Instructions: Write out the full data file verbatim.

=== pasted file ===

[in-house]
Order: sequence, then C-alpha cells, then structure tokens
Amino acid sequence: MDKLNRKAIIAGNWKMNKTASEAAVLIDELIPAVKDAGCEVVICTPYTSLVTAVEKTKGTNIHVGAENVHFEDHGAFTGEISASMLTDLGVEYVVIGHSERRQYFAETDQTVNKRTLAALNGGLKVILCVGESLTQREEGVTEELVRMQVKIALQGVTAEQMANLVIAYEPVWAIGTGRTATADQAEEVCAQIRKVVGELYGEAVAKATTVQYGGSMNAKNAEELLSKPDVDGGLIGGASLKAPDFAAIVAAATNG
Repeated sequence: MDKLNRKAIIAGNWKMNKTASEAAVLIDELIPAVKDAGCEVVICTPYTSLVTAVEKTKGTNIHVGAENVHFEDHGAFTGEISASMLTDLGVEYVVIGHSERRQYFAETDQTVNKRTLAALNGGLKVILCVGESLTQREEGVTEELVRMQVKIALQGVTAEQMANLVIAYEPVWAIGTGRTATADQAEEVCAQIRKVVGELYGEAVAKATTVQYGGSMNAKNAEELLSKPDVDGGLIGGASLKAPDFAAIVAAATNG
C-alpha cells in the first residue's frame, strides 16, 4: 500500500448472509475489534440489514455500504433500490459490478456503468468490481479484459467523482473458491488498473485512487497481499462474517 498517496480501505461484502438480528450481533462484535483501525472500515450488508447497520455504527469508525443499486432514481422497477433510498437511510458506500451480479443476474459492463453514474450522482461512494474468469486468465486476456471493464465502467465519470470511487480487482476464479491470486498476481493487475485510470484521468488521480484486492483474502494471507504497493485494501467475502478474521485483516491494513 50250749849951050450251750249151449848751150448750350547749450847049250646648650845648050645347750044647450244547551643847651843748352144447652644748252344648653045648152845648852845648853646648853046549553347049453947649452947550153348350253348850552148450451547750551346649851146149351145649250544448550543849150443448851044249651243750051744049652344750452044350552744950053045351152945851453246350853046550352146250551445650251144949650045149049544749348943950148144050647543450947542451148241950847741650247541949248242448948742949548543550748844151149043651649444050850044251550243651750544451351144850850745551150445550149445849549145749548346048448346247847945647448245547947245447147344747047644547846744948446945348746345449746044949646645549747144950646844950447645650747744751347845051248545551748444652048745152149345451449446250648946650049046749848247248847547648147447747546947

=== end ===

[in-house]
Order: sequence, then C-alpha cells, then structure tokens
Amino acid sequence: MDKLNRKAIIAGNWKMNKTASEAAVLIDELIPAVKDAGCEVVICTPYTSLVTAVEKTKGTNIHVGAENVHFEDHGAFTGEISASMLTDLGVEYVVIGHSERRQYFAETDQTVNKRTLAALNGGLKVILCVGESLTQREEGVTEELVRMQVKIALQGVTAEQMANLVIAYEPVWAIGTGRTATADQAEEVCAQIRKVVGELYGEAVAKATTVQYGGSMNAKNAEELLSKPDVDGGLIGGASLKAPDFAAIVAAATNG
Repeated sequence: MDKLNRKAIIAGNWKMNKTASEAAVLIDELIPAVKDAGCEVVICTPYTSLVTAVEKTKGTNIHVGAENVHFEDHGAFTGEISASMLTDLGVEYVVIGHSERRQYFAETDQTVNKRTLAALNGGLKVILCVGESLTQREEGVTEELVRMQVKIALQGVTAEQMANLVIAYEPVWAIGTGRTATADQAEEVCAQIRKVVGELYGEAVAKATTVQYGGSMNAKNAEELLSKPDVDGGLIGGASLKAPDFAAIVAAATNG
C-alpha cells in the first residue's frame, strides 16, 4: 500500500448472509475489534440489514455500504433500490459490478456503468468490481479484459467523482473458491488498473485512487497481499462474517 498517496480501505461484502438480528450481533462484535483501525472500515450488508447497520455504527469508525443499486432514481422497477433510498437511510458506500451480479443476474459492463453514474450522482461512494474468469486468465486476456471493464465502467465519470470511487480487482476464479491470486498476481493487475485510470484521468488521480484486492483474502494471507504497493485494501467475502478474521485483516491494513 50250749849951050450251750249151449848751150448750350547749450847049250646648650845648050645347750044647450244547551643847651843748352144447652644748252344648653045648152845648852845648853646648853046549553347049453947649452947550153348350253348850552148450451547750551346649851146149351145649250544448550543849150443448851044249651243750051744049652344750452044350552744950053045351152945851453246350853046550352146250551445650251144949650045149049544749348943950148144050647543450947542451148241950847741650247541949248242448948742949548543550748844151149043651649444050850044251550243651750544451351144850850745551150445550149445849549145749548346048448346247847945647448245547947245447147344747047644547846744948446945348746345449746044949646645549747144950646844950447645650747744751347845051248545551748444652048745152149345451449446250648946650049046749848247248847547648147447747546947